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Vitamin D Therapy to Reduce Cardiac Damage Among Vulnerable Hypertensive Patients (AdDReaCH)

The safety and scientific validity of this study is the responsibility of the study sponsor and investigators. Listing a study does not mean it has been evaluated by the U.S. Federal Government. Read our disclaimer for details. Identifier: NCT01360476
Recruitment Status : Completed
First Posted : May 25, 2011
Last Update Posted : December 9, 2015
National Institute on Minority Health and Health Disparities (NIMHD)
Information provided by (Responsible Party):
Phillip D. Levy, Wayne State University

Brief Summary:

This project seeks to reduce the disparity in hypertensive heart disease which exists for African-Americans who have poorly controlled hypertension (HTN), also known as blood pressure (BP). The investigators are targeting a highly vulnerable, often neglected subject population which stands to benefit tremendously from better BP control and a corresponding decrease in heart damage. HTN occurs early in life and more often in African-Americans, reducing both quality and quantity of life. Inner-city African-Americans with HTN utilize the emergency department (ED) for chronic BP management. Like cardiovascular disease, vitamin D deficiency disproportionately affects African-Americans. Vitamin D is thought to play an important role in cardiovascular health. Vitamin D replacement in those who are deficient has been thought to reduce the cardiovascular disease, especially if initiated early before irreversible damage has occurred, but this has yet to be tested in a prospective clinical trial. Accordingly, this proposal was designed to investigate the relationship between vitamin D and cardiac damage (as identified on cardiac magnetic resonance imaging) in a cohort of African-American, vitamin D deficient hypertensive patients without prior history of heart disease.

The primary objective of this proposal is to evaluate the efficacy of vitamin D therapy in vitamin D deficient African-Americans with HTN. Vitamin D is an inexpensive treatment, which, if shown to be effective could improve the existing approach to a widely accessible, cost-effective option.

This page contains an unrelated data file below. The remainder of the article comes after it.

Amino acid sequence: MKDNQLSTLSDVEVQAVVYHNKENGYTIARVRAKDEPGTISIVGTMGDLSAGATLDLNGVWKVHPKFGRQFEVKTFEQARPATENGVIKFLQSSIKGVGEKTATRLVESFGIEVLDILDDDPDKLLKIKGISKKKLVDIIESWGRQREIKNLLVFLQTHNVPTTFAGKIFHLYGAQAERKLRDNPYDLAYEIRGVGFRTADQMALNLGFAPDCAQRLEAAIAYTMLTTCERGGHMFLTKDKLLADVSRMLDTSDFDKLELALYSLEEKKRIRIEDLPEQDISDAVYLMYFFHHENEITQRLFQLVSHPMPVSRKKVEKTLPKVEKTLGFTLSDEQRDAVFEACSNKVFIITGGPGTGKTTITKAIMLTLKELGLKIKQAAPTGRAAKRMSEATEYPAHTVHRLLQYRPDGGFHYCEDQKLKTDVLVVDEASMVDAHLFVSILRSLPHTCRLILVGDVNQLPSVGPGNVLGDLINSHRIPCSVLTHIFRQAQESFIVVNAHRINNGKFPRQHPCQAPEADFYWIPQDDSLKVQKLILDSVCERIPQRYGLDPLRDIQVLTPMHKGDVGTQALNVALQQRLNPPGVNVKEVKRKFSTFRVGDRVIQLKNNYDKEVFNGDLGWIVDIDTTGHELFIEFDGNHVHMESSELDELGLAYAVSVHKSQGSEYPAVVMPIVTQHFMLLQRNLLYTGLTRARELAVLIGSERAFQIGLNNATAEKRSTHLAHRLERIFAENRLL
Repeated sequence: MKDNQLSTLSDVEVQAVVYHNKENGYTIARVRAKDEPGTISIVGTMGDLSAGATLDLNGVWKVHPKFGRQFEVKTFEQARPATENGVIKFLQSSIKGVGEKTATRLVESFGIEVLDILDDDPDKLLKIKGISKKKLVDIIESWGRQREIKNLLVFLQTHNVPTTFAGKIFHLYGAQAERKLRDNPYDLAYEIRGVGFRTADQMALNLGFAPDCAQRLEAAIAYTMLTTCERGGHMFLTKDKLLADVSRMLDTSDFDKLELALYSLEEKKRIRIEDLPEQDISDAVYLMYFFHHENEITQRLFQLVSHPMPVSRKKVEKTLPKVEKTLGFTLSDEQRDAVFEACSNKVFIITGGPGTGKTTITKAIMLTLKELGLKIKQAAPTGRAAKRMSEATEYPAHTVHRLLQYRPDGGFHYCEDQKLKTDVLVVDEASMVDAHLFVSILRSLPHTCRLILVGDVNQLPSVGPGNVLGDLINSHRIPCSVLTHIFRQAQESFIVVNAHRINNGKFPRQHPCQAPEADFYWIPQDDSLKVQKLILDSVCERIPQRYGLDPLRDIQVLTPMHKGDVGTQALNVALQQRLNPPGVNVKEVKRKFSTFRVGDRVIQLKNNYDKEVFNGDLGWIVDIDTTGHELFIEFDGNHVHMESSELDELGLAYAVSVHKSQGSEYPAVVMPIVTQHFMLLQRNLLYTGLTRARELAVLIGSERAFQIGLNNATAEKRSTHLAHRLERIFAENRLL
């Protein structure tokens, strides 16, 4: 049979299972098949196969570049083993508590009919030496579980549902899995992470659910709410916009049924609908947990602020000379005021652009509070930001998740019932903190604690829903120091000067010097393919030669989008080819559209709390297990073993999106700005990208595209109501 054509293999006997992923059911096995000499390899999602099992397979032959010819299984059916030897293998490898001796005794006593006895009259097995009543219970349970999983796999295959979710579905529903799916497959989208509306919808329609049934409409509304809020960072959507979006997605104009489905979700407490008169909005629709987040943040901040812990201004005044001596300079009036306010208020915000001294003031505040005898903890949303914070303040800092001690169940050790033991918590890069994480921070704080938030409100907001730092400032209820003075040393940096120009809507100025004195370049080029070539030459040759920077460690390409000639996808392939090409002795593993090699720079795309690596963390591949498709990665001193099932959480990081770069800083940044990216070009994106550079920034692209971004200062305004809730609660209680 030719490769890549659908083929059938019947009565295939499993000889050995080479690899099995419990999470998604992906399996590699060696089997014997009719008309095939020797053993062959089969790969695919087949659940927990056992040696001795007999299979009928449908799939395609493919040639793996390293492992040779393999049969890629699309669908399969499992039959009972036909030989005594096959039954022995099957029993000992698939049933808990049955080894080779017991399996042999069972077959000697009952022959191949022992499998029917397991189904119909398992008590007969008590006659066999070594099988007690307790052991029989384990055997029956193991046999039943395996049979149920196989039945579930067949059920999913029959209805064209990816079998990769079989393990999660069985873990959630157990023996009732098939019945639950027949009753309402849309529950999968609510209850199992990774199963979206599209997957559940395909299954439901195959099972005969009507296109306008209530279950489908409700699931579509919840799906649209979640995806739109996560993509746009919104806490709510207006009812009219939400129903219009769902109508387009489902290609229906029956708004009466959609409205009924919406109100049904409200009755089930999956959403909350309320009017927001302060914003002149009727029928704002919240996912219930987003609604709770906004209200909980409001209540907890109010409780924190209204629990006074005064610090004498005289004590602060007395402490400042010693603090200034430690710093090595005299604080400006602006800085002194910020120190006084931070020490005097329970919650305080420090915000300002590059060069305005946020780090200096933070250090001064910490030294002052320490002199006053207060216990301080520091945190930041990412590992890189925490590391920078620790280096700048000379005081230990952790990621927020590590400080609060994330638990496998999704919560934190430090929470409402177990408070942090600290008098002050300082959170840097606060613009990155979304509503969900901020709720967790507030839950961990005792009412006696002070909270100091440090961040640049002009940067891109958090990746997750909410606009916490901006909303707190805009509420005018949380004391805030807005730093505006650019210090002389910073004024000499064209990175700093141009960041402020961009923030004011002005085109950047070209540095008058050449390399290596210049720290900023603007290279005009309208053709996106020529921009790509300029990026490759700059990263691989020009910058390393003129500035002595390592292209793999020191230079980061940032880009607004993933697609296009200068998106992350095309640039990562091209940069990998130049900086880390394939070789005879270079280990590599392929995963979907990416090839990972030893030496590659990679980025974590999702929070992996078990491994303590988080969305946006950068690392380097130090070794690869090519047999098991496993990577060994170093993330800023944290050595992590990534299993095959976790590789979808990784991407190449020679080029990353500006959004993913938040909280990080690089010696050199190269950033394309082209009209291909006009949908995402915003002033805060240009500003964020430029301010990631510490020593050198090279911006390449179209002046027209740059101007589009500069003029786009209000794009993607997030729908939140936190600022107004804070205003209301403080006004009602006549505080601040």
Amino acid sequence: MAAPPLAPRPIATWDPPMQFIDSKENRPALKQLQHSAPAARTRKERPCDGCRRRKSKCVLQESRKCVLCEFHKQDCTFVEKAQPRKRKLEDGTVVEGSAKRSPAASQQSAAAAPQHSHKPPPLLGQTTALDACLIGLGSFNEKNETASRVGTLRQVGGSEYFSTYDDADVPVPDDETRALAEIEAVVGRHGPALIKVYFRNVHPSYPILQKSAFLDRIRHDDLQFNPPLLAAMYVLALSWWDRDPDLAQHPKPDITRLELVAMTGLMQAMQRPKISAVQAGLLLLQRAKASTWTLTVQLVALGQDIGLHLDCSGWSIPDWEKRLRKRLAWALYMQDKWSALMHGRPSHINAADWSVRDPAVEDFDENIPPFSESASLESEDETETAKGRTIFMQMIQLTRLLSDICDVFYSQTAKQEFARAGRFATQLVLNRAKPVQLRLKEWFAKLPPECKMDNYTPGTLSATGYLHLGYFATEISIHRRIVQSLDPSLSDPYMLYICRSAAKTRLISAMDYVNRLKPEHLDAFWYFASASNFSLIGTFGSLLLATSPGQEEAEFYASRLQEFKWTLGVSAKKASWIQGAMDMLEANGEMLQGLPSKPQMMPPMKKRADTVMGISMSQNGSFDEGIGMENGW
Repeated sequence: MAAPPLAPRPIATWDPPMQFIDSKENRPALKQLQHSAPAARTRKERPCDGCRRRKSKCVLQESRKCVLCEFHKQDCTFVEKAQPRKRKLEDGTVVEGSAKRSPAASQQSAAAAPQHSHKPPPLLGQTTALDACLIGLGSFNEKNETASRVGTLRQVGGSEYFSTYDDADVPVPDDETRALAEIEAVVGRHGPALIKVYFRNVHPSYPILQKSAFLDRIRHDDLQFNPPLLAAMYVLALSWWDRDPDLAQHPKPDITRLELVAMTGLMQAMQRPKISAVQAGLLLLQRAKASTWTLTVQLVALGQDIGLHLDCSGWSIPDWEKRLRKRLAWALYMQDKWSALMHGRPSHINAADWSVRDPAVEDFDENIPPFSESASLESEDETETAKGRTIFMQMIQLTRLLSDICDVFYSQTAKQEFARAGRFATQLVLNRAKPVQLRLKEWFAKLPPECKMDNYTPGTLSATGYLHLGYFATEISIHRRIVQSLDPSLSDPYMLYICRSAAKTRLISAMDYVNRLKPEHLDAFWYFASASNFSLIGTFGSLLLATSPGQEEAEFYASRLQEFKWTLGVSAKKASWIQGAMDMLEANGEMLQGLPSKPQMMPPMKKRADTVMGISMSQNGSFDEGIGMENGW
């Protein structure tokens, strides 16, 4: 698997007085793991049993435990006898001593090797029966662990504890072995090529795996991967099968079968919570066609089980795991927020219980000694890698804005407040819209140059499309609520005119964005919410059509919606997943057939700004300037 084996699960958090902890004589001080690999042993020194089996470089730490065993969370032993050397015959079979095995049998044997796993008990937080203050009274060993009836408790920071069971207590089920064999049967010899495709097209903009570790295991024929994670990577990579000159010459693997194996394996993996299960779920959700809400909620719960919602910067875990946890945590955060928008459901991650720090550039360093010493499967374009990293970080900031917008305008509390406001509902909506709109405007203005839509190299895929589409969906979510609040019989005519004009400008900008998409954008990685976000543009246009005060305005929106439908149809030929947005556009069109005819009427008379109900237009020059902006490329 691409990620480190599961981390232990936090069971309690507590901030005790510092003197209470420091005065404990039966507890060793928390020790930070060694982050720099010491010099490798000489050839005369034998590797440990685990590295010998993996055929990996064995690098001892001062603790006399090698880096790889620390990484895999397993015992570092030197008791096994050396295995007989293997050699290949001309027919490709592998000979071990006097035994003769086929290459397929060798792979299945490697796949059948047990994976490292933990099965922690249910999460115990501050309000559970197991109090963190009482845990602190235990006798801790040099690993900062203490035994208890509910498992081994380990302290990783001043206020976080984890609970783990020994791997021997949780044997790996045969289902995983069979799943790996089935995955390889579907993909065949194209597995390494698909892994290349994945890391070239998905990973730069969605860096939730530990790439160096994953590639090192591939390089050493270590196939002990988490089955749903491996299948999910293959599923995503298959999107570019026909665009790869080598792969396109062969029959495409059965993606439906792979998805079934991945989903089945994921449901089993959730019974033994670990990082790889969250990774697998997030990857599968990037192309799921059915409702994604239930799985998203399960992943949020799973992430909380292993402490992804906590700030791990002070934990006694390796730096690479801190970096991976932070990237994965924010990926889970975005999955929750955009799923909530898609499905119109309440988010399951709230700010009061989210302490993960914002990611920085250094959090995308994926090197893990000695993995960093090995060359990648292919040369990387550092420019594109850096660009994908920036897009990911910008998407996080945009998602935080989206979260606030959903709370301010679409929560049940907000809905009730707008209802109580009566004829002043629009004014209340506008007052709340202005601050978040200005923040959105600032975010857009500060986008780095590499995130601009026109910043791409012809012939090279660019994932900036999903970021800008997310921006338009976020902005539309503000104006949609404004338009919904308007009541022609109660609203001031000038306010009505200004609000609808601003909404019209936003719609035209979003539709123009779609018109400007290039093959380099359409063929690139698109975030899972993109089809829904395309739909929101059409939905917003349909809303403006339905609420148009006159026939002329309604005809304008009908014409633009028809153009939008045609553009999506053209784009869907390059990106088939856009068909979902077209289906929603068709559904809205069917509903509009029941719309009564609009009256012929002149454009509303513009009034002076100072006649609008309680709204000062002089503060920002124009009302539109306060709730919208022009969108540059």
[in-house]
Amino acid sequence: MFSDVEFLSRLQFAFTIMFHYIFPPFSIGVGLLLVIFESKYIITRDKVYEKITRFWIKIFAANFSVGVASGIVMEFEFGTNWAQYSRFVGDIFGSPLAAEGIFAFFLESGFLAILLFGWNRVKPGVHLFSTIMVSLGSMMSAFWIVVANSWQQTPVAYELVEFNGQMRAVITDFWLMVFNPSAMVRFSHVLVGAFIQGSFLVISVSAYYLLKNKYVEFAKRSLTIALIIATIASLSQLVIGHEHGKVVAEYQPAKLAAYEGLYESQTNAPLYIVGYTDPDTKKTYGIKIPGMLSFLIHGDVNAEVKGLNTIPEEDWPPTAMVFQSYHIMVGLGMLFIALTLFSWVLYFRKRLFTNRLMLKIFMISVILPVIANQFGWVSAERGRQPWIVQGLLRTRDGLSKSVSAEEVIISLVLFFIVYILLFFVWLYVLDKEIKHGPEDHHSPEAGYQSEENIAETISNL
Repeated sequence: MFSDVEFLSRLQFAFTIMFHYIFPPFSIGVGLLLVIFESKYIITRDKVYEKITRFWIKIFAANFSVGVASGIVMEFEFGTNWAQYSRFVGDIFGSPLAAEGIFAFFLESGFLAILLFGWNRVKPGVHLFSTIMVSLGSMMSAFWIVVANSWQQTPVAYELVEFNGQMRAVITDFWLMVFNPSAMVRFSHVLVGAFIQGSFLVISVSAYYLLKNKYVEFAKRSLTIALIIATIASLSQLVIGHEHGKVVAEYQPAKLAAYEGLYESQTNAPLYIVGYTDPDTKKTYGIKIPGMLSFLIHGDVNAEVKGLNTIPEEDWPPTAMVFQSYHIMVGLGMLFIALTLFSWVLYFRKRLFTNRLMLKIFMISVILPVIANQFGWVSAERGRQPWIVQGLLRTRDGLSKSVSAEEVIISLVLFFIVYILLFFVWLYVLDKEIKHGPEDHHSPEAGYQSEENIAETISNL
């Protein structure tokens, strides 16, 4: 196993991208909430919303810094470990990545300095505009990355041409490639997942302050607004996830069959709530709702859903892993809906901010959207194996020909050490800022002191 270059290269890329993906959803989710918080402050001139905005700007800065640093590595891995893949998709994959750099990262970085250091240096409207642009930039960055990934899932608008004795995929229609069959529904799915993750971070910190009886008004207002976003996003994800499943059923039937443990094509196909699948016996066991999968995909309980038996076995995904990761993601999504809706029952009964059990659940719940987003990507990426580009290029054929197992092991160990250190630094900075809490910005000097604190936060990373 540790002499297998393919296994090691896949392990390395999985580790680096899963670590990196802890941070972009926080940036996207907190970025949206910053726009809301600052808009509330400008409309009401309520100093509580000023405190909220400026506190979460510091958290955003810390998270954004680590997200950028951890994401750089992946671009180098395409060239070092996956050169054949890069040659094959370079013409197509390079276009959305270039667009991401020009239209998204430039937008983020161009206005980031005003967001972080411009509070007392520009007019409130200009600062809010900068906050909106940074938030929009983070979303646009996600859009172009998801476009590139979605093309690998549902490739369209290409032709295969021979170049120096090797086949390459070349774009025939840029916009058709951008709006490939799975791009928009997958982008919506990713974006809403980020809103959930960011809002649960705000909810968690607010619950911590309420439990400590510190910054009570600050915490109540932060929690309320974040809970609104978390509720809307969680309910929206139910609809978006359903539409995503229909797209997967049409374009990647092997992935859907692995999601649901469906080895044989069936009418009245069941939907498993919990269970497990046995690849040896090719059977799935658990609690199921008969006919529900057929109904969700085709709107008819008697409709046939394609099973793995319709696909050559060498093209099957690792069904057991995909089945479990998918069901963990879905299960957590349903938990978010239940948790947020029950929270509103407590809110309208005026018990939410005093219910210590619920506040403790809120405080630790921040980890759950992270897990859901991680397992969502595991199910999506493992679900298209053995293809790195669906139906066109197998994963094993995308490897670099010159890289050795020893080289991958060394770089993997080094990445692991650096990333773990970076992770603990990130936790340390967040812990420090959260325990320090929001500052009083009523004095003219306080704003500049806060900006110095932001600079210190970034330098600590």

Condition or disease Intervention/treatment Phase
Hypertension Left Ventricular Hypertrophy Dietary Supplement: cholecalciferol (Vitamin D) Dietary Supplement: Placebo Not Applicable

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Study Type : Interventional  (Clinical Trial)
Actual Enrollment : 354 participants
Allocation: Randomized
Intervention Model: Parallel Assignment
Masking: Quadruple (Participant, Care Provider, Investigator, Outcomes Assessor)
Primary Purpose: Prevention
Official Title: Adjunct Vitamin D Therapy as a Means to Reduce the Disparity in Subclinical Target Organ Cardiac Damage Among Vulnerable Hypertensive Patients
Study Start Date : August 2011
Actual Primary Completion Date : November 2015
Actual Study Completion Date : November 2015

Resource links provided by the National Library of Medicine

MedlinePlus related topics: Vitamin D
Drug Information available for: Vitamin D

Arm Intervention/treatment
Active Comparator: Vitamin D Dietary Supplement: cholecalciferol (Vitamin D)
50,000 UI, chewable wafer every 2 weeks for 52 weeks (27 total doses)

Placebo Comparator: placebo Dietary Supplement: Placebo
chewable wafer every 2 weeks for 52 weeks (27 total doses)